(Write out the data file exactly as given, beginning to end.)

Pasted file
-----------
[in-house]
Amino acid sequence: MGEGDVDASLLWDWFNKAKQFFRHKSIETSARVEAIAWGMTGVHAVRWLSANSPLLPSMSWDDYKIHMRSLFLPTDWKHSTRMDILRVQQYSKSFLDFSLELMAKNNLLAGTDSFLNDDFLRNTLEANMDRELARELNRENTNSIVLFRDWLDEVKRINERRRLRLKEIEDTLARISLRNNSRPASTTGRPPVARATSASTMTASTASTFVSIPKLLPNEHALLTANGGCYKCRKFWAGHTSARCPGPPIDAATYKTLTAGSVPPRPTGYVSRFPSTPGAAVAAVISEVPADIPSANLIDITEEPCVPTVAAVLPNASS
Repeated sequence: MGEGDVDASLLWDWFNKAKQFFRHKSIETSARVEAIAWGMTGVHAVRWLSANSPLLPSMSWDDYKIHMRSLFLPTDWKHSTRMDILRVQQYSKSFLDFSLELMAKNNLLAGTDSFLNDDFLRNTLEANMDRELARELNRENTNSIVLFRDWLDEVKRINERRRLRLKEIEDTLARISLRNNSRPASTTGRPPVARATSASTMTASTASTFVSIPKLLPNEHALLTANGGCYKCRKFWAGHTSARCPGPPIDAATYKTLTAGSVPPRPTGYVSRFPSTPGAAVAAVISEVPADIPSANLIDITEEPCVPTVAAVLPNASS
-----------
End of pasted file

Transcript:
[in-house]
Amino acid sequence: MGEGDVDASLLWDWFNKAKQFFRHKSIETSARVEAIAWGMTGVHAVRWLSANSPLLPSMSWDDYKIHMRSLFLPTDWKHSTRMDILRVQQYSKSFLDFSLELMAKNNLLAGTDSFLNDDFLRNTLEANMDRELARELNRENTNSIVLFRDWLDEVKRINERRRLRLKEIEDTLARISLRNNSRPASTTGRPPVARATSASTMTASTASTFVSIPKLLPNEHALLTANGGCYKCRKFWAGHTSARCPGPPIDAATYKTLTAGSVPPRPTGYVSRFPSTPGAAVAAVISEVPADIPSANLIDITEEPCVPTVAAVLPNASS
Repeated sequence: MGEGDVDASLLWDWFNKAKQFFRHKSIETSARVEAIAWGMTGVHAVRWLSANSPLLPSMSWDDYKIHMRSLFLPTDWKHSTRMDILRVQQYSKSFLDFSLELMAKNNLLAGTDSFLNDDFLRNTLEANMDRELARELNRENTNSIVLFRDWLDEVKRINERRRLRLKEIEDTLARISLRNNSRPASTTGRPPVARATSASTMTASTASTFVSIPKLLPNEHALLTANGGCYKCRKFWAGHTSARCPGPPIDAATYKTLTAGSVPPRPTGYVSRFPSTPGAAVAAVISEVPADIPSANLIDITEEPCVPTVAAVLPNASS